The reports of invasive Mycobacterium chimaera infections linked to heater-cooler devices keep rolling in, but still nobody has any idea how big this problem is. Mike and I each get sporadic e-mails or calls from places where new cases have popped up, and I'm convinced we are still dealing with the proverbial “tip of the iceberg.” The knowledge that invasive M. chimaera disease should be in the differential for certain symptoms after cardiac surgery is still spotty, and confined to those who practice ID or cardiothoracic surgery. Most patients who develop vague symptoms like weight loss and fatigue (even those who got a valve replaced a year ago) are likely to go to their primary care physician first. Only those affected who encounter someone familiar with this global outbreak are likely to get the right diagnostic evaluation (to include AFB cultures). Hence this pattern: a case is detected in a given location, after which there is a lot of attention focused on the problem, including media reports and provider notifications, and then several more cases are discovered.
My current unofficial (and extremely incomplete) global case count is at least 108, which includes cases reported in the news or in published reports from public health agencies, meetings, or journals. This count includes cases from US (New York, Ohio, Pennsylvania, Michigan, Minnesota, Iowa, Tennessee, Florida, and California), England, Ireland, Switzerland, Germany, Netherlands, France, Spain, Hong Kong, and Australia.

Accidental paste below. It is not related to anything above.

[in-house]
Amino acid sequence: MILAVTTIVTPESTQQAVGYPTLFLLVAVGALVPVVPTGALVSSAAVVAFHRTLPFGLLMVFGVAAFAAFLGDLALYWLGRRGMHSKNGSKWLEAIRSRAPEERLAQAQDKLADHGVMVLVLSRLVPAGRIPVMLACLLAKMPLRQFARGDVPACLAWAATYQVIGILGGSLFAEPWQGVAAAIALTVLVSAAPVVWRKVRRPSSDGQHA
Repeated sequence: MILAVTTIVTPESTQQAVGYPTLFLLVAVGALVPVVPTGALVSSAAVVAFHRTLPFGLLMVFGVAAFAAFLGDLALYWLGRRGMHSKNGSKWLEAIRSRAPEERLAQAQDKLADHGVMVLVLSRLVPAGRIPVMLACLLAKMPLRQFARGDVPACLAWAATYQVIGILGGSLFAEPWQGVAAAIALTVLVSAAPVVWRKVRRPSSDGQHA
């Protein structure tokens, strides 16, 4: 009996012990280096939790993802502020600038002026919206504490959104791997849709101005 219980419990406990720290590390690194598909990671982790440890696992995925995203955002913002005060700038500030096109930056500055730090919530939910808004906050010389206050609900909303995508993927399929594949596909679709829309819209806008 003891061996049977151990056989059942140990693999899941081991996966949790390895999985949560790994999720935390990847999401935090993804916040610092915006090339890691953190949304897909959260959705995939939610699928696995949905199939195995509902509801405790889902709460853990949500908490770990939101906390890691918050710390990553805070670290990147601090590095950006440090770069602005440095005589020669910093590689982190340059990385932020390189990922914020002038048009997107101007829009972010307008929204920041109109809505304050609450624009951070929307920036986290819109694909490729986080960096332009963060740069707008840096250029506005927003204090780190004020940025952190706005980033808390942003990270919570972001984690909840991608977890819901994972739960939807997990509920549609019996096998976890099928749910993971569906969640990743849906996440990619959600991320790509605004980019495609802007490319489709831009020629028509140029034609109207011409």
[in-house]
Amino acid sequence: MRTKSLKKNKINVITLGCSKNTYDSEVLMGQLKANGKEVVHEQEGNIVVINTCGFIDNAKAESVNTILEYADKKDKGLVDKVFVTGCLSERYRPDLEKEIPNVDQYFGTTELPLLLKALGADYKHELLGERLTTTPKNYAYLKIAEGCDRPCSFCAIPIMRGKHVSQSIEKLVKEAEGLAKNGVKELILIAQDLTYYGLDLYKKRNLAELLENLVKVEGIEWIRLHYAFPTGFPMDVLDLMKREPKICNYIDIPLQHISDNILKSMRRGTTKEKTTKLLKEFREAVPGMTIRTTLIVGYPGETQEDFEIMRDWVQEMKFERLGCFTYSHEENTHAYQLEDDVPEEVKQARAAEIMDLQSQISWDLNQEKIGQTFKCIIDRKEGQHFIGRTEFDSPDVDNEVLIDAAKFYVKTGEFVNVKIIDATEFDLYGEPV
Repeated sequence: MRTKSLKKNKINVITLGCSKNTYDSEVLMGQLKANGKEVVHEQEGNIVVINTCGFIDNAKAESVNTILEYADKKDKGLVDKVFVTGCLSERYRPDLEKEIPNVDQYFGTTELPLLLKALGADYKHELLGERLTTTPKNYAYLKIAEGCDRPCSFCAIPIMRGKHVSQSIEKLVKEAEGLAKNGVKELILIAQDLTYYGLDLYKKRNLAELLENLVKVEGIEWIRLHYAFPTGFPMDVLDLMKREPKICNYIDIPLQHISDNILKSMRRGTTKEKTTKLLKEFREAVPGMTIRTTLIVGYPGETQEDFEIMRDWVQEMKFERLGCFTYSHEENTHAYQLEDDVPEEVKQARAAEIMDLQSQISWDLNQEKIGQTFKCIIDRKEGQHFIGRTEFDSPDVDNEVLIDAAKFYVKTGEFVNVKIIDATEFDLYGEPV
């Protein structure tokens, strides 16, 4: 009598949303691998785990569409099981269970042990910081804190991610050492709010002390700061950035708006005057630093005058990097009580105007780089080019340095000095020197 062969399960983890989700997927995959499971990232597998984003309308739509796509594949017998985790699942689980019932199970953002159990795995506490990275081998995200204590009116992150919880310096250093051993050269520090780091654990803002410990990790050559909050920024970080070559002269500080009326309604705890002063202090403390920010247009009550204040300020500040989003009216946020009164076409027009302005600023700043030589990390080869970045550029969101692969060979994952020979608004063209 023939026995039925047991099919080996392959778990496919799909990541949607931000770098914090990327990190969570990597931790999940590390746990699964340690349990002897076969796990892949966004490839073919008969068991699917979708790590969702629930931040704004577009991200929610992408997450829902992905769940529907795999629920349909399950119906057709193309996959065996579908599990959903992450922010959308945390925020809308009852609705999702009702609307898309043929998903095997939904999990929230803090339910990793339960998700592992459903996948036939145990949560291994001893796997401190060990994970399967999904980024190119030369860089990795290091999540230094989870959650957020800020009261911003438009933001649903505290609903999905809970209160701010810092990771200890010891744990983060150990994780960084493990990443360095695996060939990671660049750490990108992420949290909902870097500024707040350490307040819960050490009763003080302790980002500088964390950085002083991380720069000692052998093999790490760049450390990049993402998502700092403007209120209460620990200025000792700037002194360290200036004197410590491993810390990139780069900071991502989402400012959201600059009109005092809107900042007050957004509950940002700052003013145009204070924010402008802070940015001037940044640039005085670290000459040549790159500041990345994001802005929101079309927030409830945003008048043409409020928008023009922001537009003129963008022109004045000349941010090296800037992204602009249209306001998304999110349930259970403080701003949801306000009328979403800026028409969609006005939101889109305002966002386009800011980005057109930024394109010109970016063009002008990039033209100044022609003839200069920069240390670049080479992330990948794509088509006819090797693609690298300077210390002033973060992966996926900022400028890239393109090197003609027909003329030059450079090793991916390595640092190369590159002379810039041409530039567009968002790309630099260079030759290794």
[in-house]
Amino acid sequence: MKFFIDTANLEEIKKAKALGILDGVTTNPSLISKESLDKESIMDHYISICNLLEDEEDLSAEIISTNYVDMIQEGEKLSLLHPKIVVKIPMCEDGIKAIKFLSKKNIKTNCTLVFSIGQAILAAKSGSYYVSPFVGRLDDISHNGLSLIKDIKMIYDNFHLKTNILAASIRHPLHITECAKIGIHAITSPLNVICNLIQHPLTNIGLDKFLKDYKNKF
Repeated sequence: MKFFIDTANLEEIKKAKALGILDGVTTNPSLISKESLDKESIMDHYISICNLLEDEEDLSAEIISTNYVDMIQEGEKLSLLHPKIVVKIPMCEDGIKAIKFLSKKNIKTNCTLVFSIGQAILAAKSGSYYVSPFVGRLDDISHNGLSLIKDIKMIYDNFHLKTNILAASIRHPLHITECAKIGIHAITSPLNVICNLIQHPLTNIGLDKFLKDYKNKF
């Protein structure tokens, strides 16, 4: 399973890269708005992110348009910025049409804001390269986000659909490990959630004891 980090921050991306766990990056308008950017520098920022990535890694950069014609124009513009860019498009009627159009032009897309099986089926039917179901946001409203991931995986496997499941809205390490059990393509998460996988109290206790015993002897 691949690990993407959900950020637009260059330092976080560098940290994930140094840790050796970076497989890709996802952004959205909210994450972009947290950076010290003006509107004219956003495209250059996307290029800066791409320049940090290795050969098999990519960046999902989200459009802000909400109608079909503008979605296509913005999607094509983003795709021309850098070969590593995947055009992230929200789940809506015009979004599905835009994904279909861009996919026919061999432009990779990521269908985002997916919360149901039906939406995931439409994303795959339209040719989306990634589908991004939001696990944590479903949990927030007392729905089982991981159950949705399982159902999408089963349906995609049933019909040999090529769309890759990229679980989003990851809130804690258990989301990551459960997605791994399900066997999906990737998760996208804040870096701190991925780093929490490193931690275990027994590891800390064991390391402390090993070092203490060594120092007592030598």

I'm sure there are many more we've not heard about, so feel free to email or comment below if you know of others. The bottom line is that we are long overdue for (1) mandatory public reporting of invasive non-tuberculous mycobacterial disease, and (2) a global registry to track this outbreak, and to help inform diagnosis, treatment and prevention approaches.
I'll bet the image of an iceberg is the most common single image used in presentations about infection prevention and antibiotic resistance (possibly several other fields, too). It's a great graphic for depicting the idea that a problem is much bigger than it may appear on superficial or initial assessment (for example, that clinical cultures miss the vast majority of carriers of resistant organisms, or that active TB cases are vastly outnumbered by latent TB cases). I think I've used an image of an iceberg in at least 2 dozen talks, maybe more. Anyway, as a profession I think we should move on to this iceberg photograph. I nominate this one by Joshua Holko, based upon the facts that (1) it is an actual photo (I hope!), (2) it still shows how large the portion of the iceberg below the water is, and (most importantly), (3) it has penguins!
Daniel J. Diekema, MD, FACP, practices infectious diseases, clinical microbiology, and hospital epidemiology in Iowa City, Iowa, splitting time between seeing patients with infectious diseases, diagnosing infections in the microbiology laboratory, and trying to prevent infections in the hospital. This post originally appeared at the blog Controversies in Hospital Infection Prevention.